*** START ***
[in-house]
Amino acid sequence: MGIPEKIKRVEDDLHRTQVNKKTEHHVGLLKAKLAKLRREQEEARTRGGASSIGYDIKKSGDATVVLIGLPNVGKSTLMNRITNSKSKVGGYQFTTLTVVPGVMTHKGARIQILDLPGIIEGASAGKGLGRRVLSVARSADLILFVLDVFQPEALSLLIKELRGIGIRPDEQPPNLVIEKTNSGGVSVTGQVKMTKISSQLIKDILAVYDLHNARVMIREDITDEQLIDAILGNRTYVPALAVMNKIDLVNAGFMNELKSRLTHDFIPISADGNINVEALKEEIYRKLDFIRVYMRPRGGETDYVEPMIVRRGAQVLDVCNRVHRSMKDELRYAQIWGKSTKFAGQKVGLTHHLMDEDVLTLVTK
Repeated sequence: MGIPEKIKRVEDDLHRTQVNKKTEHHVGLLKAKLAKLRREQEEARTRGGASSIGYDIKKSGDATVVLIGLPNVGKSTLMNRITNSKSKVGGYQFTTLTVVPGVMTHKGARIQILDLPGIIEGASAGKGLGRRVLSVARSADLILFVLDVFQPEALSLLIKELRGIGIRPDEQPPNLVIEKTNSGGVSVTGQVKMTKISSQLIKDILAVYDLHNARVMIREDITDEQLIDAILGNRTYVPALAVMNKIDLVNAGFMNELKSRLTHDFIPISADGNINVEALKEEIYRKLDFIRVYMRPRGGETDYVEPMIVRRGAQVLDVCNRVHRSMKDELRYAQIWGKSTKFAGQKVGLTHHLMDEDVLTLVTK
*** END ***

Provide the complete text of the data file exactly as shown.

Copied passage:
[in-house]
Amino acid sequence: MGIPEKIKRVEDDLHRTQVNKKTEHHVGLLKAKLAKLRREQEEARTRGGASSIGYDIKKSGDATVVLIGLPNVGKSTLMNRITNSKSKVGGYQFTTLTVVPGVMTHKGARIQILDLPGIIEGASAGKGLGRRVLSVARSADLILFVLDVFQPEALSLLIKELRGIGIRPDEQPPNLVIEKTNSGGVSVTGQVKMTKISSQLIKDILAVYDLHNARVMIREDITDEQLIDAILGNRTYVPALAVMNKIDLVNAGFMNELKSRLTHDFIPISADGNINVEALKEEIYRKLDFIRVYMRPRGGETDYVEPMIVRRGAQVLDVCNRVHRSMKDELRYAQIWGKSTKFAGQKVGLTHHLMDEDVLTLVTK
Repeated sequence: MGIPEKIKRVEDDLHRTQVNKKTEHHVGLLKAKLAKLRREQEEARTRGGASSIGYDIKKSGDATVVLIGLPNVGKSTLMNRITNSKSKVGGYQFTTLTVVPGVMTHKGARIQILDLPGIIEGASAGKGLGRRVLSVARSADLILFVLDVFQPEALSLLIKELRGIGIRPDEQPPNLVIEKTNSGGVSVTGQVKMTKISSQLIKDILAVYDLHNARVMIREDITDEQLIDAILGNRTYVPALAVMNKIDLVNAGFMNELKSRLTHDFIPISADGNINVEALKEEIYRKLDFIRVYMRPRGGETDYVEPMIVRRGAQVLDVCNRVHRSMKDELRYAQIWGKSTKFAGQKVGLTHHLMDEDVLTLVTK